Blogger Name: Krystal Larson said...

I usually love the characters' development :)

erin said...

Great Post! Thanks for the giveaway!

Once I get involved in a good series, I'll stick w/ that series thru hell and high water. It takes a lot (massive repetitive writing/plots, no character growth, character doing a 180 in tone/actions) to make me drop a series (point in case, I still read The Stephanie Plum series). I can only think of like two series that I stopped reading b/c the characters/plot irritated me to the point I couldn't redeem it. A few series, I thought I would stop reading and just went one more book and that book was so great it saved it for me. Sometimes, I'm not in the right mind frame to read a series and I'll stack em in my TBR pile instead of giving up.

Thanks for the great giveaway! I haven't read this this author so crossing my fingers!

Grandma to Twins + One said...

The characters make or break the series. I like the romance/suspense aspects; however, when you add the paranormal, my interest just increases!!

Thanks for the great giveaways!

ladystingray72118(at)gmail(dot)com

Lolarific said...

My favorite things about a series are getting to stay and touch and follow up on my original favorite characters and their lives. The breakers for me are when story lines aren't followed through or we're still left hanging on small things on Book 8. Or dropped parts of the story. Like your favorite soap opera when they realize something not working, way too late, and poof something's changed.

Cannot wait to read Joan's book!

Thank you for the giveaways!

ML said...

My favorite part of a series are the characters-I can forget a lot in a series if I'm in love with the characters. Some of my favorite series have the same primary characters in each book (instead of switching off to make a secondary a lead) JD Robb's In Death series, Karen Marie Moning's Fever series, etc.

So it's really the characters, their relationships, how they interact and grow within a book of a series or throughout a series.

mljfoland AT hotmail DOT com

dawnmomoffour said...

Wow! Awesome giveaway. Thanks for the chance at such great prizes. I haven't read your books yet but they look like something I'd definitely love. Great way to get started too :-)
I'd have to say the most important element in a series, to me, is how the characters interact, whether it all "flows" together or not. It has to keep my interest and that's the way to do it!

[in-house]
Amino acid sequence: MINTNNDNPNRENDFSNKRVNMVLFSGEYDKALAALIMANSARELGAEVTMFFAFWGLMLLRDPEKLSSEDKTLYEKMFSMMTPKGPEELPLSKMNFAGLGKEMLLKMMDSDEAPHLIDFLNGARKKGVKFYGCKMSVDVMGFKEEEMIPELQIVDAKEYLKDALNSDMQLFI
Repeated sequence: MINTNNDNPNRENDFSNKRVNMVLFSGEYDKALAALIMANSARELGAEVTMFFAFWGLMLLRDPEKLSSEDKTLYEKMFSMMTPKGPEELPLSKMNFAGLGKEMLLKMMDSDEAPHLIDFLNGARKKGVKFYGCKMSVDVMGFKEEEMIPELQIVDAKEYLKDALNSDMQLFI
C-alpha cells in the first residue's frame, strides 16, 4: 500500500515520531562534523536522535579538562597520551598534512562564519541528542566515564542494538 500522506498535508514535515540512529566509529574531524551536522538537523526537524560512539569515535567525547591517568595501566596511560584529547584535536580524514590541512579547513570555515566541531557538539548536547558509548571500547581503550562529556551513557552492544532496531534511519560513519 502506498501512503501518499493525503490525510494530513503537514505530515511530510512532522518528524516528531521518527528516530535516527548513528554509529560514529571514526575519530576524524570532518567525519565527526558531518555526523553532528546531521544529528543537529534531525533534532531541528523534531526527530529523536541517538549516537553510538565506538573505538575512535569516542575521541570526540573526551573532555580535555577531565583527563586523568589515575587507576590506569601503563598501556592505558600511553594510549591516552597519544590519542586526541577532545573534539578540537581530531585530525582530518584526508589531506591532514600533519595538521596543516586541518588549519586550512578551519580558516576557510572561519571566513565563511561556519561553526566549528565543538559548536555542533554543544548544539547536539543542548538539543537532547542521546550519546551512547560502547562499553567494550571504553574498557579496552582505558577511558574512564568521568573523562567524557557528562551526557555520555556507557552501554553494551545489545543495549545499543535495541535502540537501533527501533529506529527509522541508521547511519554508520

-Dawn aka dawnmomoffour
thedoyle6@rogers.com

Di said...

I like a series to be connected thru the characters, as a family (biological or friends). Each book would highlight a couple, but most members would appear in each book. I like to see what the main characters in the early books are up to.
sallans d at yahoo dot com

Joan Swan said...

Emily, well said. I love watching primary characters in other books move on in their lives as secondary charactes in future books!

Joan Swan said...

BlackWolf, You are definitely in with the majority here. Love hearing how many are enthralled with characters even after their book is over!

Joan Swan said...

Sophia,

I love the way you described the details being "teased out" over the course of a series. That will definitely keep a reader hooked! And I too love that family feeling -- maybe even moreso as a writer!

Joan Swan said...

Hi Sebrina, I get what you're saying...if there is little or no tie to the previous plot or characters, it's not really a series.

~Danni said...

I love a series that sees a character grow. The experiences in previous books change them, even if it is only a tiny bit. Knowing that the person at the end of the series is not the same one you met in book 1. The best example I have of this is Eve Dallas in JD Robb's In Death Series. Now that is a woman that has grown, and I love seeing all those changes!

A series can be killed for me if a character is killed just to kill them. If there isn't a just reason, or one that makes sense to the overall plot I can get very disappointed in the author. But I'm a HEA kinda gal, so I don't like many "good" character to die.

Karen C said...

I love Sharon Sala's books and would love to win one of her trilogies.

It's difficult to answer those questions because it isn't something I stop and think about. I guess it would have to be strong characters above all else and can work for each of those questions.

kacbooks(at)hotmail(dot)com

donnas said...

Its really all about the characters and the story. If you dont feel for the characters or dont "get" the story, the series isnt worth it for me. I also really like finding out what happens after the book and main story finishes and finding out more about the secondary characters.